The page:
TheEffectiveness of Olweus Intervention Strategy in Reducing Bullying inMiddle Schools
TheEffectiveness of Olweus Intervention Strategy in Reducing Bullying inMiddle Schools
Bullyingis one of the most common aggressive behaviors in middle schools, inwhich students who are perceived to be repeatedly humiliated,exclude, or attack those who are relatively weaker. Similar to otherclinical and social problems, bullying has undergone evolution andnow includes verbal aggression, and cyber aggression. Althoughprevalence rates of bullying vary significantly depending onfunctions used to measure aggression, most of the available researchindicates that prevalence ranges between 10-30 % (Cook, Williams,Guerra, Kim & Sadek, 2010). The prevalence of bullying in middleschool is higher compared to other levels of academic because most ofthe middle school students are adolescents. There are differentinterventions that can be used to prevent bullying in middle schools,but a comprehensive approach (such as Olweus intervention program)can resolve a school wide problem of bullying. This paper willaddress the importance of using research to advance the profession ofcounseling, analyze a group of articles on the same topic, summarizethe state of research on the topic, cultural implications, andestablish trends in the present review.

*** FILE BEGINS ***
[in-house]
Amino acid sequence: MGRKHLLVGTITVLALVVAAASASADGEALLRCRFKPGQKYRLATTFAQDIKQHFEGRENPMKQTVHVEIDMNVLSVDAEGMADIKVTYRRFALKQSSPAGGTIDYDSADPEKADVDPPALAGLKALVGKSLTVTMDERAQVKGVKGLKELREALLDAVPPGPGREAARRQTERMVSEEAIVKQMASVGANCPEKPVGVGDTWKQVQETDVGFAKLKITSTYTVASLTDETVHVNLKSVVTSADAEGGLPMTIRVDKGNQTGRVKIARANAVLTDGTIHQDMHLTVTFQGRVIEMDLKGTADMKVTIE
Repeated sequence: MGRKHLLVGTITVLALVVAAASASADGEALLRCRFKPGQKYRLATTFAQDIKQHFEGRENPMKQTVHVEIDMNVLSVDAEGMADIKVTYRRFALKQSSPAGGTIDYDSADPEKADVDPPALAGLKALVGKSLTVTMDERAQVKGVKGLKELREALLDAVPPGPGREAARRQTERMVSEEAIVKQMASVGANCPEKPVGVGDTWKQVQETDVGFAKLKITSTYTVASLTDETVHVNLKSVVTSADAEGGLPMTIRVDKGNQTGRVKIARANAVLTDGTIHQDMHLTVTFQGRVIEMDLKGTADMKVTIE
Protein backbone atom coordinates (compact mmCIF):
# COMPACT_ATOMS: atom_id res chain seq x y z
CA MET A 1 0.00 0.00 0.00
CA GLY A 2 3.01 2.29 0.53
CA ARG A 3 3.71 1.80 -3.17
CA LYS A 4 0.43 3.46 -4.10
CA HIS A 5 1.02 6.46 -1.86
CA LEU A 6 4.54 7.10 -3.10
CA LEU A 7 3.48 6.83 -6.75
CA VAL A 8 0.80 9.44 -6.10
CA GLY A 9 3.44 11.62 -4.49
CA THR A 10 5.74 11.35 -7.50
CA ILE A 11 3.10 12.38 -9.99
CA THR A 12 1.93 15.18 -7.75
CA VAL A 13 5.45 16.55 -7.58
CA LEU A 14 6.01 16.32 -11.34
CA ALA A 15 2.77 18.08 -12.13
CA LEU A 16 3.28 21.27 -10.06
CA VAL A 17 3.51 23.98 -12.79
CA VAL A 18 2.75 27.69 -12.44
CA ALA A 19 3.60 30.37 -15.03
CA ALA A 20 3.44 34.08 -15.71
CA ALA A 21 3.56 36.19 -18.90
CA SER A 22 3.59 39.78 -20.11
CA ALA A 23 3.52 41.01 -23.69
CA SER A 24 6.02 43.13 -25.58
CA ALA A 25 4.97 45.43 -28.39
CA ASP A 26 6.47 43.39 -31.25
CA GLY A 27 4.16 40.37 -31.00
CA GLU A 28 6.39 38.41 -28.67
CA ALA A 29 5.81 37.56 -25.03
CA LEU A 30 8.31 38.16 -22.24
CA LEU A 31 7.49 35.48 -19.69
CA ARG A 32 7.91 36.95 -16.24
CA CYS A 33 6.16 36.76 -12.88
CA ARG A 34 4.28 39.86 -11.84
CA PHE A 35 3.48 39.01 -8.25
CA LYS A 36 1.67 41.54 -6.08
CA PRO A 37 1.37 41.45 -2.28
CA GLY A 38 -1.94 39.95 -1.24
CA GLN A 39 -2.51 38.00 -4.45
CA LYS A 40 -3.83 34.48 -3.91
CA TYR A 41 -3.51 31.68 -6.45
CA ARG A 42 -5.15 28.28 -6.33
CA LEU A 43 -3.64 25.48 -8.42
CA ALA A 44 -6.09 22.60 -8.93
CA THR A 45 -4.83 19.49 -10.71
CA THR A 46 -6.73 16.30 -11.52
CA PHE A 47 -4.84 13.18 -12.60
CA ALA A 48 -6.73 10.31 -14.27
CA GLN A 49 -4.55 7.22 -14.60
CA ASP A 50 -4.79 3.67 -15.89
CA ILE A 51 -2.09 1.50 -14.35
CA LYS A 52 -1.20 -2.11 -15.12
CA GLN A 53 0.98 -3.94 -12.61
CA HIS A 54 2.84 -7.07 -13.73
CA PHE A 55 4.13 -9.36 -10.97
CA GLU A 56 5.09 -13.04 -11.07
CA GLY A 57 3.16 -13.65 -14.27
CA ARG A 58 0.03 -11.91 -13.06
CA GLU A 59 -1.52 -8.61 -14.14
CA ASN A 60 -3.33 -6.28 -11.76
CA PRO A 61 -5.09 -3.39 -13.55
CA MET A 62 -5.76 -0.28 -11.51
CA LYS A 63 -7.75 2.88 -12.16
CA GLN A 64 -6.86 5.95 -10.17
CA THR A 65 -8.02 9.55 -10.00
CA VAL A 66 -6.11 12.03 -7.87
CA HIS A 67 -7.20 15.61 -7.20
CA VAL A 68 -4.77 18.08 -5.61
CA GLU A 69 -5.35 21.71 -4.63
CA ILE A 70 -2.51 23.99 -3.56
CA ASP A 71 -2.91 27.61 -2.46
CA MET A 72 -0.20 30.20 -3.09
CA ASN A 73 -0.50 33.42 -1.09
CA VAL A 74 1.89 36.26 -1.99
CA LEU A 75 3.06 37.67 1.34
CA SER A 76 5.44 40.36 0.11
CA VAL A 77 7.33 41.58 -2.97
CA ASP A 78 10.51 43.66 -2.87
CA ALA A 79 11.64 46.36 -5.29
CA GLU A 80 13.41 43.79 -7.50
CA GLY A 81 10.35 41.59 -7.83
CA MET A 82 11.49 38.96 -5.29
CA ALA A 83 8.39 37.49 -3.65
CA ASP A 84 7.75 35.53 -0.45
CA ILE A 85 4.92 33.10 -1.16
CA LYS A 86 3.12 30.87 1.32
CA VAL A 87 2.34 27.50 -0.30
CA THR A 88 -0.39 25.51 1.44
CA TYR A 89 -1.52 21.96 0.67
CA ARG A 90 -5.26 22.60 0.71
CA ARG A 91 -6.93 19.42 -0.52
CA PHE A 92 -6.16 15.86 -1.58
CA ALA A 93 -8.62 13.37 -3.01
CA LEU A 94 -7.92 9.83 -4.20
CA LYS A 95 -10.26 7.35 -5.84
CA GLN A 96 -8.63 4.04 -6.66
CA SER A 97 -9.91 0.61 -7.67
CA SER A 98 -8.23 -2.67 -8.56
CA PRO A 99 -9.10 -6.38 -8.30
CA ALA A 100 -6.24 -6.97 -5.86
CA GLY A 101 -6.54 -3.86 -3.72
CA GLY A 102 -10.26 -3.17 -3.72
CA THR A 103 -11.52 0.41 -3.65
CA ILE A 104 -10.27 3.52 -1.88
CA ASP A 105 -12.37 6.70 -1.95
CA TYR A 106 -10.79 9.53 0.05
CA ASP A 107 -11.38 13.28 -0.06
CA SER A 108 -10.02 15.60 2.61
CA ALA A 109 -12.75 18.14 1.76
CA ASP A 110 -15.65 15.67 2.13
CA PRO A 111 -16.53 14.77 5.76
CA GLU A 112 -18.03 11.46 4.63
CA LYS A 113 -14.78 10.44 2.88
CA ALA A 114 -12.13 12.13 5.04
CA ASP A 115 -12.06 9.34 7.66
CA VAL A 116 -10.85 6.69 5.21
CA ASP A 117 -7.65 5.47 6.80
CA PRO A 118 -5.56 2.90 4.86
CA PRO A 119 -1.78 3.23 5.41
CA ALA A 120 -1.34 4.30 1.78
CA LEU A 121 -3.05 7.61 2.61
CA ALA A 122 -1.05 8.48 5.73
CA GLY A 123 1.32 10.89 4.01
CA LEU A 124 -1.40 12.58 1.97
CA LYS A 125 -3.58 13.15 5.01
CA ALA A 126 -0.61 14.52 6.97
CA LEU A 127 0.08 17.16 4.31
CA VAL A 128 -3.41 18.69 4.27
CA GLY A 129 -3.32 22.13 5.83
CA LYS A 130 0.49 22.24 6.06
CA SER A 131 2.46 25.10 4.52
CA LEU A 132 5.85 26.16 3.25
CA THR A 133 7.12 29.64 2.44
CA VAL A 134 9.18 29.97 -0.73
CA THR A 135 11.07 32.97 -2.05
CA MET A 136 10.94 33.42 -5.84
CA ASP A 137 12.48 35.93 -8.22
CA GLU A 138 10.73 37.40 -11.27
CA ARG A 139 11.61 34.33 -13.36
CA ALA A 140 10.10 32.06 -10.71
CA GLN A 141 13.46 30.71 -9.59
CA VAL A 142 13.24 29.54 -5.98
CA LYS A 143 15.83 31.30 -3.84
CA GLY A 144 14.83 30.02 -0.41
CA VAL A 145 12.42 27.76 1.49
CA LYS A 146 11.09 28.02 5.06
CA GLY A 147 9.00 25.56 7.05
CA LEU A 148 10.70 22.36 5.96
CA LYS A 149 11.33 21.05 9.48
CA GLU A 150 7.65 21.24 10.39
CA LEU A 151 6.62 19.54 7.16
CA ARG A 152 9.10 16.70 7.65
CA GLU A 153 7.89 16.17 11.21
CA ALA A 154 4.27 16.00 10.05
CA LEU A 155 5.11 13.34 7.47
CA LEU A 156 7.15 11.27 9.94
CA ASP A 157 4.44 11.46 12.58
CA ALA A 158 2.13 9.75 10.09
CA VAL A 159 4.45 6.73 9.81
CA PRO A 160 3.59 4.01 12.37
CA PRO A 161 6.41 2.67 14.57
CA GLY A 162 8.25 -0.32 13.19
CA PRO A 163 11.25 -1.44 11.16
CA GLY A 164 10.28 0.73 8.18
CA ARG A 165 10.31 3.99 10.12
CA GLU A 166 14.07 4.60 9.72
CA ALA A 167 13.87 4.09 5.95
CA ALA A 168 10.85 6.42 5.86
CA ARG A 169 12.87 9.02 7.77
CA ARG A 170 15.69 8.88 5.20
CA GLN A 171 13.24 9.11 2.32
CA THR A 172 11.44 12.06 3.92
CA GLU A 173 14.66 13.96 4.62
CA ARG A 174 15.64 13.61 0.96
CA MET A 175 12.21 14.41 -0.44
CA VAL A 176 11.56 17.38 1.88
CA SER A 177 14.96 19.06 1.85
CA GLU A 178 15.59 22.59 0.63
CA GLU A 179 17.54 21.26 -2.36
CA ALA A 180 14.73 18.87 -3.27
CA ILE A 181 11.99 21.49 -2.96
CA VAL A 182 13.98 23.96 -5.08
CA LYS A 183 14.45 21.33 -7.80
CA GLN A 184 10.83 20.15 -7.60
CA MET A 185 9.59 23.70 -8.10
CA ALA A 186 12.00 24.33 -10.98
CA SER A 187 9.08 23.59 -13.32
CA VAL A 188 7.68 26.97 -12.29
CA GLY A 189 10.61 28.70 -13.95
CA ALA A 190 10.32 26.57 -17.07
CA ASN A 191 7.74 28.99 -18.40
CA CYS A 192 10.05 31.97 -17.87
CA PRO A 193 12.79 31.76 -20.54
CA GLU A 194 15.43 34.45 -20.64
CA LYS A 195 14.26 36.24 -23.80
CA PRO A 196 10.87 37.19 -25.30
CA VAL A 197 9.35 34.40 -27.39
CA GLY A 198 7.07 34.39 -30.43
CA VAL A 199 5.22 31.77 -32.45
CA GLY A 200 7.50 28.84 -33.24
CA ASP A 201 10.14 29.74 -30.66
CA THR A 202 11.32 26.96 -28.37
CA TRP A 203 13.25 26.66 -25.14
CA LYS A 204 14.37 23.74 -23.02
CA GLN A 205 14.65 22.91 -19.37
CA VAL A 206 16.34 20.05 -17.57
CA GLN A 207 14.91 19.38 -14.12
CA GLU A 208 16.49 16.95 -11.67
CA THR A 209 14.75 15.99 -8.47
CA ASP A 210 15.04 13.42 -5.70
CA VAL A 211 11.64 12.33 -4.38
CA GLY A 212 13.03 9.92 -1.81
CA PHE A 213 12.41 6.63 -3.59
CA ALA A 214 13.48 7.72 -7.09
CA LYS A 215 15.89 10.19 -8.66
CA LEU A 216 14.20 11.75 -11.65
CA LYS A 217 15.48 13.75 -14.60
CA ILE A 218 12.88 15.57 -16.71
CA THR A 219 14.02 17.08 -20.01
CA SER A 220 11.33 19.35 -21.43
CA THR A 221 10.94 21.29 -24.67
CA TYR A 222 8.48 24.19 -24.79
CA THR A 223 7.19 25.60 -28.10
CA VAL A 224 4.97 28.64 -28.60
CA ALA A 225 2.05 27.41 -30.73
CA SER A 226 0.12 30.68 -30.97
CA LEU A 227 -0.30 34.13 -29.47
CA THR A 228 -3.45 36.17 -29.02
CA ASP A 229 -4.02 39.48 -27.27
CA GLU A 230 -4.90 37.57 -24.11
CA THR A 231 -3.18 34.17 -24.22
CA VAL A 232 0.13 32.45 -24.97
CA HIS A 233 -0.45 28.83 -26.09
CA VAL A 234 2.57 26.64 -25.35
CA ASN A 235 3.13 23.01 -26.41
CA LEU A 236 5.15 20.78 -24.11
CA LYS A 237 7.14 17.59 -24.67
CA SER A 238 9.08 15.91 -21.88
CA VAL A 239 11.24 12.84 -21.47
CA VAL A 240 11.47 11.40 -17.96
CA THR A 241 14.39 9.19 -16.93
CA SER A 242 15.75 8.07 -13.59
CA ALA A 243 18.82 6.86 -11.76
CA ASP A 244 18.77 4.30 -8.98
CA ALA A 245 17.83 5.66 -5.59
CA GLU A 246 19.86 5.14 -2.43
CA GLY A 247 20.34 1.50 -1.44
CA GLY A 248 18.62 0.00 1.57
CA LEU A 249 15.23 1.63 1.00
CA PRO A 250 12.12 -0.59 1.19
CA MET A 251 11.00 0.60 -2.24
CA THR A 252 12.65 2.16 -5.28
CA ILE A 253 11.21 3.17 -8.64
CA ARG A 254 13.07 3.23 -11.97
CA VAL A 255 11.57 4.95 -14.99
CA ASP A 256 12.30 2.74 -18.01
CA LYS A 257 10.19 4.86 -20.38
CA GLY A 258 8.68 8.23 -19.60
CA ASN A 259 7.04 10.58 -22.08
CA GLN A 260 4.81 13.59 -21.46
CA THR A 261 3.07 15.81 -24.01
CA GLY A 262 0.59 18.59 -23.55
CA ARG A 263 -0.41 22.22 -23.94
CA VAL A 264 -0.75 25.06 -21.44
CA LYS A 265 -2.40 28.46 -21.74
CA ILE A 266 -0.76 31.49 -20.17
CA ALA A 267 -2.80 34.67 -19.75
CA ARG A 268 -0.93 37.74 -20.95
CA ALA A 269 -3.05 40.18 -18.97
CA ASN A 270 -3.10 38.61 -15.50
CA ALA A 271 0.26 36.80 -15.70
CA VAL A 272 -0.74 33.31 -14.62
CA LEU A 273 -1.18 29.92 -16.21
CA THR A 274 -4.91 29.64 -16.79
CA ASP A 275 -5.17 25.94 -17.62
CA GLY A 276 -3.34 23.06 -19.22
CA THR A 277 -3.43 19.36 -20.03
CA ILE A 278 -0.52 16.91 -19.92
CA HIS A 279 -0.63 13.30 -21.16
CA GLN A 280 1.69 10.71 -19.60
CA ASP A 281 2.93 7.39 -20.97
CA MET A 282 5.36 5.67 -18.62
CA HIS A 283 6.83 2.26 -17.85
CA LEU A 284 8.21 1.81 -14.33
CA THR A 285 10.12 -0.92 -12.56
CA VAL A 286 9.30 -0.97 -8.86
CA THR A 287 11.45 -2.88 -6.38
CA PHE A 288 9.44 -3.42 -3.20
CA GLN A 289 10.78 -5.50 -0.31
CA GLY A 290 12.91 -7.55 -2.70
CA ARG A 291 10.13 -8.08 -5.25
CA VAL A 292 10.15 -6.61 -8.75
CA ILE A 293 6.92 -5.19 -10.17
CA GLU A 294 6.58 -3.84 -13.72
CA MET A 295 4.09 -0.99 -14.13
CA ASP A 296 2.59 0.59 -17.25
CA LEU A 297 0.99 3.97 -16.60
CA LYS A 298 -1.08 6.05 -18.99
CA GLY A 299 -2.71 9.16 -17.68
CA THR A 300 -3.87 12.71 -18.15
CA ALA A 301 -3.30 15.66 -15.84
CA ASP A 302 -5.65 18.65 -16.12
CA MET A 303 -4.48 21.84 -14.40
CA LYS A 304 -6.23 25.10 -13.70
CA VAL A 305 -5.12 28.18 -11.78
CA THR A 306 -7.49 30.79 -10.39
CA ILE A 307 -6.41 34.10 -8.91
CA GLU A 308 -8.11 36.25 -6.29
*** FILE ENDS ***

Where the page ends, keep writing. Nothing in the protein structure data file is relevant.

Theimportance of using research to advance the profession of counseling
Providingtherapy and counseling solutions using the evidence-based researchare one of the key resource development tools in the field ofcounseling. Conducting research and applying evidence-based researchbenefits the field of counseling in two major ways. First, researchenhances the counselors’ ability to adhere to the code of ethicsset to guide the entire profession (Hoskins & Thompson, 2009). This is consistent with the ACA code of ethics, which states that allcounselors have a primary responsibility to provide counselingpractices that are founded on rigorous research methods. Secondly,research enhances economic survival of professional counselors andthe entire profession of counseling. This is because the use of themost appropriate research-based methodologies to assist clientsenhances patient satisfaction, counselor effectiveness, andsatisfaction of the third party insurer. This increases the value ofthe counseling profession.